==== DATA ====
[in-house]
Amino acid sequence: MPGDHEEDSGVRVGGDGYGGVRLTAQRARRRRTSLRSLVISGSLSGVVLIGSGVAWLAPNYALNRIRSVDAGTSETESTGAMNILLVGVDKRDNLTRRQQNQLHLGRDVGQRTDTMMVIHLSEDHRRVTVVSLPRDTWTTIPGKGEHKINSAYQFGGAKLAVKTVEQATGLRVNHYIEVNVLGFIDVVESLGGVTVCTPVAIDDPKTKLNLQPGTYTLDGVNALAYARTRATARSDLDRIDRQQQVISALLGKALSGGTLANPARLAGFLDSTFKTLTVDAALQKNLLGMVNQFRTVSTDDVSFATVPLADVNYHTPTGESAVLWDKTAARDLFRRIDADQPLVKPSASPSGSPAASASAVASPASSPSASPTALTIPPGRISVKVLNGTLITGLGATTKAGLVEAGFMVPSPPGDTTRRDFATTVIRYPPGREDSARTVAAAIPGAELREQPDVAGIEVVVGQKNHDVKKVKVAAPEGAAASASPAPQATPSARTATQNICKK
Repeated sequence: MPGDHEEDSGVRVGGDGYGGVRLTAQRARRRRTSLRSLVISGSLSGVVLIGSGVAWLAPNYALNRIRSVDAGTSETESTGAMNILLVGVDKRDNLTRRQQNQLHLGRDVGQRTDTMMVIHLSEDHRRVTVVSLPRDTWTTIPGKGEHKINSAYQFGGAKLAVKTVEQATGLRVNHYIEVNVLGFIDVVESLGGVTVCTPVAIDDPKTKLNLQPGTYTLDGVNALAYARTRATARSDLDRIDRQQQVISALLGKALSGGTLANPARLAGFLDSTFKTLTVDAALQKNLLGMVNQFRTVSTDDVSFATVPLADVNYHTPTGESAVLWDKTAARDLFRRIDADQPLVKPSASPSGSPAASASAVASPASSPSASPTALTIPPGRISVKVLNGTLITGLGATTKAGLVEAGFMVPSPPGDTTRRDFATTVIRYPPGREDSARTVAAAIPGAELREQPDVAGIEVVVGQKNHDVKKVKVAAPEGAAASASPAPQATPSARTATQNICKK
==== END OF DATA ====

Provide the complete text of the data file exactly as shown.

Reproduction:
[in-house]
Amino acid sequence: MPGDHEEDSGVRVGGDGYGGVRLTAQRARRRRTSLRSLVISGSLSGVVLIGSGVAWLAPNYALNRIRSVDAGTSETESTGAMNILLVGVDKRDNLTRRQQNQLHLGRDVGQRTDTMMVIHLSEDHRRVTVVSLPRDTWTTIPGKGEHKINSAYQFGGAKLAVKTVEQATGLRVNHYIEVNVLGFIDVVESLGGVTVCTPVAIDDPKTKLNLQPGTYTLDGVNALAYARTRATARSDLDRIDRQQQVISALLGKALSGGTLANPARLAGFLDSTFKTLTVDAALQKNLLGMVNQFRTVSTDDVSFATVPLADVNYHTPTGESAVLWDKTAARDLFRRIDADQPLVKPSASPSGSPAASASAVASPASSPSASPTALTIPPGRISVKVLNGTLITGLGATTKAGLVEAGFMVPSPPGDTTRRDFATTVIRYPPGREDSARTVAAAIPGAELREQPDVAGIEVVVGQKNHDVKKVKVAAPEGAAASASPAPQATPSARTATQNICKK
Repeated sequence: MPGDHEEDSGVRVGGDGYGGVRLTAQRARRRRTSLRSLVISGSLSGVVLIGSGVAWLAPNYALNRIRSVDAGTSETESTGAMNILLVGVDKRDNLTRRQQNQLHLGRDVGQRTDTMMVIHLSEDHRRVTVVSLPRDTWTTIPGKGEHKINSAYQFGGAKLAVKTVEQATGLRVNHYIEVNVLGFIDVVESLGGVTVCTPVAIDDPKTKLNLQPGTYTLDGVNALAYARTRATARSDLDRIDRQQQVISALLGKALSGGTLANPARLAGFLDSTFKTLTVDAALQKNLLGMVNQFRTVSTDDVSFATVPLADVNYHTPTGESAVLWDKTAARDLFRRIDADQPLVKPSASPSGSPAASASAVASPASSPSASPTALTIPPGRISVKVLNGTLITGLGATTKAGLVEAGFMVPSPPGDTTRRDFATTVIRYPPGREDSARTVAAAIPGAELREQPDVAGIEVVVGQKNHDVKKVKVAAPEGAAASASPAPQATPSARTATQNICKK